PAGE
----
But we’re looking at only prior nomination history in Indicators #1 and #2. In fact, Chabon is the only author in the past 13 years to win without at least one prior Hugo or Nebula nomination.
What are statistics, though, without some outliers?
The lesson: you better be somewhat known if you want to win the Nebula. The safest route is to have already been nominated for a Nebula (winning doesn’t actually mean as much, although that will factor in Indicators #3 and #4). Second best is to be nominated for a Hugo. Failing that, win a Pulitzer.
So, to put this in mathematical terms:
Indicator #1: Has previously been nominated for a Nebula.
Indicator #2: Has previously been nominated for a Hugo.
Those numbers aren’t as good as they look, because every year multiple authors have prior nominations, so they have to split up that 84.6% or 76.9%. However, let’s look at this year’s nominees:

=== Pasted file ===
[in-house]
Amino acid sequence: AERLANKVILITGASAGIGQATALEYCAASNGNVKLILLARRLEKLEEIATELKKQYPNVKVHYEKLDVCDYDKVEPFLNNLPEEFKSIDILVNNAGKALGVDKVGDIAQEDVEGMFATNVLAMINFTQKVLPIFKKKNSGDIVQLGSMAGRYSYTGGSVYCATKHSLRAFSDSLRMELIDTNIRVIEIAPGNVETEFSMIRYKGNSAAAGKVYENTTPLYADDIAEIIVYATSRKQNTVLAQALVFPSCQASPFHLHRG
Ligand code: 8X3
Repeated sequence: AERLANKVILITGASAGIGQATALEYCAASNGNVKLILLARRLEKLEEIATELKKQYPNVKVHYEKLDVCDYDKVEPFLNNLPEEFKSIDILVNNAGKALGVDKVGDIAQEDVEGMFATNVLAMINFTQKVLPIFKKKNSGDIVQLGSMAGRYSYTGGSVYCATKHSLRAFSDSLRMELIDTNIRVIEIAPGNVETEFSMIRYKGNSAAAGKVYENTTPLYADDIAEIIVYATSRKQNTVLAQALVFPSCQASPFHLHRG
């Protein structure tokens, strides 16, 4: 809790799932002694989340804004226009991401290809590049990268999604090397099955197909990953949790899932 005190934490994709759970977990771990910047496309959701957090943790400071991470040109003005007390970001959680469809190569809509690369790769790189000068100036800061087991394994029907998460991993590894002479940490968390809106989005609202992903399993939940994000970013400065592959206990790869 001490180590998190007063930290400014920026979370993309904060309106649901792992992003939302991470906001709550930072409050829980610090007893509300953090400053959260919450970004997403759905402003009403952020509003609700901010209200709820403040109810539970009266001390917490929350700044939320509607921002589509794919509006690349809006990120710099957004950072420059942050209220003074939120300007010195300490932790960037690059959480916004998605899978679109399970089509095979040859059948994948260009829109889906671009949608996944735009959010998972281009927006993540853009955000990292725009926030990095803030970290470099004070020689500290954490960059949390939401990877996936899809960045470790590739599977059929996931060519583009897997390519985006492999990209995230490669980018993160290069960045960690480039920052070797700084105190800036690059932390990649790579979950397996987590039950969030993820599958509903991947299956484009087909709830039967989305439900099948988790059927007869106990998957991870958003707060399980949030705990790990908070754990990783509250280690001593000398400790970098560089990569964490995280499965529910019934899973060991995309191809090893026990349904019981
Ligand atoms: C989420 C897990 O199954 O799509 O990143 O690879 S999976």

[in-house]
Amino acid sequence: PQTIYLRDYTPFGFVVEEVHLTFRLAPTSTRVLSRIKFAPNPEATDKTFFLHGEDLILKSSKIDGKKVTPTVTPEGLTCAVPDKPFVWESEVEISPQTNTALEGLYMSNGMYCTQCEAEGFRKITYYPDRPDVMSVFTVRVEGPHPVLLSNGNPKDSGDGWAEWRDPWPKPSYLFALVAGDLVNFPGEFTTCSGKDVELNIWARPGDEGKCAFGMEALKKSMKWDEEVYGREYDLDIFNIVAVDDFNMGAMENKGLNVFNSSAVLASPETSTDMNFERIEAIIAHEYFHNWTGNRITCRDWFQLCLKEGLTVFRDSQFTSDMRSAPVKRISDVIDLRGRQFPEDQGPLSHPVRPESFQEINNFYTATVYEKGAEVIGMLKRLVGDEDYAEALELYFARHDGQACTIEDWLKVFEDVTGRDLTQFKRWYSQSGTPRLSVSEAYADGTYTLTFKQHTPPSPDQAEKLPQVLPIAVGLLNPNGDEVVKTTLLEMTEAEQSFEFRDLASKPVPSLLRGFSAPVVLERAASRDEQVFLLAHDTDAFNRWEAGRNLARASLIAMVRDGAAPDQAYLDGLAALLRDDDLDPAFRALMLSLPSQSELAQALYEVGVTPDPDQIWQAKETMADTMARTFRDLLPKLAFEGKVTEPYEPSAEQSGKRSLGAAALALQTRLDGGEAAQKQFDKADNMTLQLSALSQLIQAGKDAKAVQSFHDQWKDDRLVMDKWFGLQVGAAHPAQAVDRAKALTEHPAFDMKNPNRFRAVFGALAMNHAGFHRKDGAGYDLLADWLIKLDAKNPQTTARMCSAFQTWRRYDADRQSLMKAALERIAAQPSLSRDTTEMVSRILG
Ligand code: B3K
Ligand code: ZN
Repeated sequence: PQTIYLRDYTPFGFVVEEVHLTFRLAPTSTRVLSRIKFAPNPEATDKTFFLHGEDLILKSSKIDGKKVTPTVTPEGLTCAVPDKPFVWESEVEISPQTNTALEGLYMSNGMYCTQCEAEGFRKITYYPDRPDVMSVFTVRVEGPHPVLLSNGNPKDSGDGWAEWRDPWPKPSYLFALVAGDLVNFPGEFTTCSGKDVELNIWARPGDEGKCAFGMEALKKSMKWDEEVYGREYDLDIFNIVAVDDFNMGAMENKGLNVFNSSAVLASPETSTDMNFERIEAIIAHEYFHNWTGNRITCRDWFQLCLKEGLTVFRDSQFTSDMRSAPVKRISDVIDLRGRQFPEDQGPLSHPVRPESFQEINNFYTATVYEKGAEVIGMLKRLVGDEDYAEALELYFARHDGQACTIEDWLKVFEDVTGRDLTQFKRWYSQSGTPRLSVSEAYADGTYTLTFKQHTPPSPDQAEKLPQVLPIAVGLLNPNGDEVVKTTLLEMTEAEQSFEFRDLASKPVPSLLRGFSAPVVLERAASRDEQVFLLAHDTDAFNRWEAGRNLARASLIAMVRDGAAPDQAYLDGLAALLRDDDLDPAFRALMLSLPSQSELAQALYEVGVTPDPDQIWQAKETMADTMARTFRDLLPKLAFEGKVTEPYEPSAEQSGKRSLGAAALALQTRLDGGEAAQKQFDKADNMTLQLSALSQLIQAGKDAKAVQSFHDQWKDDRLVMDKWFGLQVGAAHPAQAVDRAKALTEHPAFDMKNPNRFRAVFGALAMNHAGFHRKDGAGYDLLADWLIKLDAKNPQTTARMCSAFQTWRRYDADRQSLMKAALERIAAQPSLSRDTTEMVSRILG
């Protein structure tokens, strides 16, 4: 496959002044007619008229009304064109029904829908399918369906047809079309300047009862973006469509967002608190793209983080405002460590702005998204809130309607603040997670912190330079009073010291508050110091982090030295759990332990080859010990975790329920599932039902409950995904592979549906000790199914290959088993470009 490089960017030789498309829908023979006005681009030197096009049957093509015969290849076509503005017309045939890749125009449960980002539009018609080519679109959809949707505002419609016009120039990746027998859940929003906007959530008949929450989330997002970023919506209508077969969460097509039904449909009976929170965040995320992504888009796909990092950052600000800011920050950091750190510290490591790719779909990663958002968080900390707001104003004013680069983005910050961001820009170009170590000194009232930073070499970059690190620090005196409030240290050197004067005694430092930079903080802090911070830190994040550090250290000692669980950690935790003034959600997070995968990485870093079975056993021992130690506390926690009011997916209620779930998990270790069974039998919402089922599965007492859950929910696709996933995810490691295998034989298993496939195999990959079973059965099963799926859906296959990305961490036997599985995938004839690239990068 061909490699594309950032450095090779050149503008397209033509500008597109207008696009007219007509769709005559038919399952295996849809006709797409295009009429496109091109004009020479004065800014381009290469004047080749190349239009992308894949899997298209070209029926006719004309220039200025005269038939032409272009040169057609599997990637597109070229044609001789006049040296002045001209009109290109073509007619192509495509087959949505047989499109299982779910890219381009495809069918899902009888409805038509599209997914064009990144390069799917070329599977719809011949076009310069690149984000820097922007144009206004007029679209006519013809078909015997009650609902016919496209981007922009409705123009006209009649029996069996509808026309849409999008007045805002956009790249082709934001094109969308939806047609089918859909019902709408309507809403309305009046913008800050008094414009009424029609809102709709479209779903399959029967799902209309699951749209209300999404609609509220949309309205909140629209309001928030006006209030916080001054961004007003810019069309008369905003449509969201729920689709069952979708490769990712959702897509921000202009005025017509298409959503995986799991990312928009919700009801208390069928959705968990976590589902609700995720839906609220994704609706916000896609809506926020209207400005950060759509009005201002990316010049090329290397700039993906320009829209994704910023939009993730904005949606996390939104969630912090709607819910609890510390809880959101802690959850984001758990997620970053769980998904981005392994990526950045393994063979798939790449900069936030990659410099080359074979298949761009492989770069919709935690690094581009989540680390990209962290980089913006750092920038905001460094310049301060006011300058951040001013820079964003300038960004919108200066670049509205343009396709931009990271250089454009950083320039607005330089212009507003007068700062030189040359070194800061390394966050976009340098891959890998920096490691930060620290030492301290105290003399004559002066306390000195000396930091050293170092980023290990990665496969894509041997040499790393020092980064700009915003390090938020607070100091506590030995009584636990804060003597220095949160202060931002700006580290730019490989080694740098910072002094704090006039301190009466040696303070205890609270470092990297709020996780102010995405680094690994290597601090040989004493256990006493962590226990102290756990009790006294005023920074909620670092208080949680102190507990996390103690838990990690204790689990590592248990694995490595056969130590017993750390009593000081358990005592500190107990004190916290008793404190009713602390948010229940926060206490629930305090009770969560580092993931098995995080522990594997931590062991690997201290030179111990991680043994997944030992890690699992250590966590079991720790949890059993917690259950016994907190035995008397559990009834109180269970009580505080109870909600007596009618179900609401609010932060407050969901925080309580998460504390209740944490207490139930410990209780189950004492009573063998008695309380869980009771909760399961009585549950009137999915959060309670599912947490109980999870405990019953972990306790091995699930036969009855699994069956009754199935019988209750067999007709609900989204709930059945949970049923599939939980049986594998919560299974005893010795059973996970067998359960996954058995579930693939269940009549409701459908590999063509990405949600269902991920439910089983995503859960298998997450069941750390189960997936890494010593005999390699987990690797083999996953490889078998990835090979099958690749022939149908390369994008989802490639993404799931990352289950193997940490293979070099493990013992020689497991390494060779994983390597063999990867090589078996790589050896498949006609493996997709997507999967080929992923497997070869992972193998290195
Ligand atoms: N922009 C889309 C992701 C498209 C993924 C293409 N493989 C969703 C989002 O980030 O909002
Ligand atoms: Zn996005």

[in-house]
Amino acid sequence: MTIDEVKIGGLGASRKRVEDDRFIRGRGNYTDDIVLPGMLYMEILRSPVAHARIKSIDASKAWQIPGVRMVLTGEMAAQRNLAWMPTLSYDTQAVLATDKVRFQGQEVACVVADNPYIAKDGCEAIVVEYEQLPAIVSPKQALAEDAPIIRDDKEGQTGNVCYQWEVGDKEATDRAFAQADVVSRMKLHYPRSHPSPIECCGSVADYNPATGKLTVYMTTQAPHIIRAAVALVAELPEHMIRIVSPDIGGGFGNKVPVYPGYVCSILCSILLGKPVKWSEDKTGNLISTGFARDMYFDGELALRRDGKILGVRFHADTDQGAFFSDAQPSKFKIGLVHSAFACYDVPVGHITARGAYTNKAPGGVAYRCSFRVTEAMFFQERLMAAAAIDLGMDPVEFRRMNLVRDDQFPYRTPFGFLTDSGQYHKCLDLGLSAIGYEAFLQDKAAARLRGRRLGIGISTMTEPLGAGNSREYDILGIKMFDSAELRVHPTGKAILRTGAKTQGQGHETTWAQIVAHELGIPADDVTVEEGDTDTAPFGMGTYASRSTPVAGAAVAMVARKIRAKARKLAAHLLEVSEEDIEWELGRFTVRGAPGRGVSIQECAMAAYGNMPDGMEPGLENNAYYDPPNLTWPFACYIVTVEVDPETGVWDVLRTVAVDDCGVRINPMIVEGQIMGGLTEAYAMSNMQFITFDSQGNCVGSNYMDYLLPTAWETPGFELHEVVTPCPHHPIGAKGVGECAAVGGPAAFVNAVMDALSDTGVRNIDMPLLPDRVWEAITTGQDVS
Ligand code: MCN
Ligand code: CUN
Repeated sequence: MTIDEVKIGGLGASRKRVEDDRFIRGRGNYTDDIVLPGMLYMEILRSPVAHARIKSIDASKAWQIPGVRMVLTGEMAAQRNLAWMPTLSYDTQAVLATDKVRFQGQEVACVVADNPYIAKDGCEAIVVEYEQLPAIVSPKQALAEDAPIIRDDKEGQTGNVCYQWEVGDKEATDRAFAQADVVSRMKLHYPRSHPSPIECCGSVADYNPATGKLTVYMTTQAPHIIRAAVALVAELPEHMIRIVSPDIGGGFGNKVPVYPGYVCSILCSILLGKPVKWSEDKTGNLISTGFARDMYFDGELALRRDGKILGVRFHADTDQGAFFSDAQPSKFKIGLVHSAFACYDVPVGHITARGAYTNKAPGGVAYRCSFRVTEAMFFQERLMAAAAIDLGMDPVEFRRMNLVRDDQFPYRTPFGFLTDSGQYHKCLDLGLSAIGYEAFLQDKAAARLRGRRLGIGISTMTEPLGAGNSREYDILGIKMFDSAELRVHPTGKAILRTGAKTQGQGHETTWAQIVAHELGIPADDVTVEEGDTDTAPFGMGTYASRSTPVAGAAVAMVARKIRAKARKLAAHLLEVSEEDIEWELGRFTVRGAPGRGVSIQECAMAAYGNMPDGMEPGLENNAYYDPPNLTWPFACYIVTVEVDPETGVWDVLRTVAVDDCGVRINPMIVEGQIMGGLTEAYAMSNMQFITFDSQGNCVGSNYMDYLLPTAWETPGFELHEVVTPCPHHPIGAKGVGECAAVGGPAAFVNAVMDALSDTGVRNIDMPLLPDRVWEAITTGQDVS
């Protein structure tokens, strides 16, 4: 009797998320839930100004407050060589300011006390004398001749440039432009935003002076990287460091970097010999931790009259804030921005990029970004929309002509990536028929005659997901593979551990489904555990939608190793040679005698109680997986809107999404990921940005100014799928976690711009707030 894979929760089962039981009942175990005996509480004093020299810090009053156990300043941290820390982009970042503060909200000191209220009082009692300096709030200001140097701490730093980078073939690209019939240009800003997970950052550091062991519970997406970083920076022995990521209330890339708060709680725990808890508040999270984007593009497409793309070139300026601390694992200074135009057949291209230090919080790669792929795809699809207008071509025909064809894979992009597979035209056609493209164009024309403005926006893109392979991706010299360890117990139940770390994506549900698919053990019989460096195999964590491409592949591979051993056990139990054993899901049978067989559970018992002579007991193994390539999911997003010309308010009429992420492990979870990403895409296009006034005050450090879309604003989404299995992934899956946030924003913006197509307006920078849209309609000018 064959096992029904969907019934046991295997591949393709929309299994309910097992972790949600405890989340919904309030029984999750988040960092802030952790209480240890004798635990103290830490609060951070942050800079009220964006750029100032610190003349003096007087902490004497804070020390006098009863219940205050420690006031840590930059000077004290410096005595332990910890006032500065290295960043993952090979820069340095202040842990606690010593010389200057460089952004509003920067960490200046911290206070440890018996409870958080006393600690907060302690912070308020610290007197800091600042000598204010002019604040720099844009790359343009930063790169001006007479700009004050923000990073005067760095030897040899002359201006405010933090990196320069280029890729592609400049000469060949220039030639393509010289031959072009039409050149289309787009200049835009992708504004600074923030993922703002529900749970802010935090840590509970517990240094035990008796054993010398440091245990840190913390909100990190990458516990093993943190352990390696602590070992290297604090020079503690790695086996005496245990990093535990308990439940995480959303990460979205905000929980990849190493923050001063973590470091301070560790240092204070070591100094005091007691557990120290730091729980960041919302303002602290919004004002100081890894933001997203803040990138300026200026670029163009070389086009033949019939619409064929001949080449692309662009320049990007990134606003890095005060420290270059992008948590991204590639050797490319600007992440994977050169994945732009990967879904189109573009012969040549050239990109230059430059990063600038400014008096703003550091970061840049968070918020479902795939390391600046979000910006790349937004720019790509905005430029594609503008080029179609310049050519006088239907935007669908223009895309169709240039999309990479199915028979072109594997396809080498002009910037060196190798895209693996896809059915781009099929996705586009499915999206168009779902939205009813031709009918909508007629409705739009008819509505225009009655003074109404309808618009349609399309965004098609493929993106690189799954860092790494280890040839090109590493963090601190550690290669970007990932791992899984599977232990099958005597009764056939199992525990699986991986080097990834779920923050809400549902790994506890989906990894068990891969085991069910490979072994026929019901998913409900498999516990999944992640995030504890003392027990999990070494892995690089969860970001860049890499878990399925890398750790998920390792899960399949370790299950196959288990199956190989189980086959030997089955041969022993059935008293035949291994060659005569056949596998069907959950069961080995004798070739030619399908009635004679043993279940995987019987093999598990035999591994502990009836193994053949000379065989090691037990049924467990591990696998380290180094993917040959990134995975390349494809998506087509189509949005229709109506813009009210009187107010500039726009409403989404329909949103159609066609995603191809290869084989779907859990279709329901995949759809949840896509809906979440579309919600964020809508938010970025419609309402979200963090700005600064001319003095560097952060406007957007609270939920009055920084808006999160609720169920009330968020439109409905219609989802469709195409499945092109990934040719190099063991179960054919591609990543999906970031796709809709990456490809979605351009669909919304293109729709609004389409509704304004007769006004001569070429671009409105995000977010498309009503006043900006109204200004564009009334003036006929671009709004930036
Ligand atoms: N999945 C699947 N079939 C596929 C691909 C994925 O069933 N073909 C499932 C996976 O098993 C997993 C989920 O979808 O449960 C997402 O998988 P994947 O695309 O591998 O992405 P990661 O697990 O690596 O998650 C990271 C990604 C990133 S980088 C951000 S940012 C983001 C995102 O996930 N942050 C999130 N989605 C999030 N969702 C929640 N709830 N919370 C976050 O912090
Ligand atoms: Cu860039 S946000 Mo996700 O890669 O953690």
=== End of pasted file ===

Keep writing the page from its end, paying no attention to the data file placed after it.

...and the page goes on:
N. Wins stands for prior Nebula wins, N. Nominations for prior Nebula Nominations, H. Wins for prior Hugo wins, and H. Noms for prior Hugo nominations.
The analysis is pretty easy here. Our prior Nebula nominees–Gaiman, Fowler, Griffith, Nagata, and Samatar–come out ahead of the newbies Gannon, Leckie, and Wecker. Fowler and Gaiman look particularly impressive considering their number of wins and nominations.
The Hugo nominees make the difference between our well-known and emerging authors even more apparent. Only Gaiman, Fowler, and Griffith have previously been nominated for the Hugo.
A safe bet, then, based solely on these two indicators, would be that either Gaiman, Fowler, or Griffith would win. So, from Indicators #1 and #1 alone, those three pull out into the lead.
From a methodology standpoint, I convert the overall chances (that 84.6% versus 15.4% number), and then distribute that over the various nominees. Our Nebula prediction table comes out like this: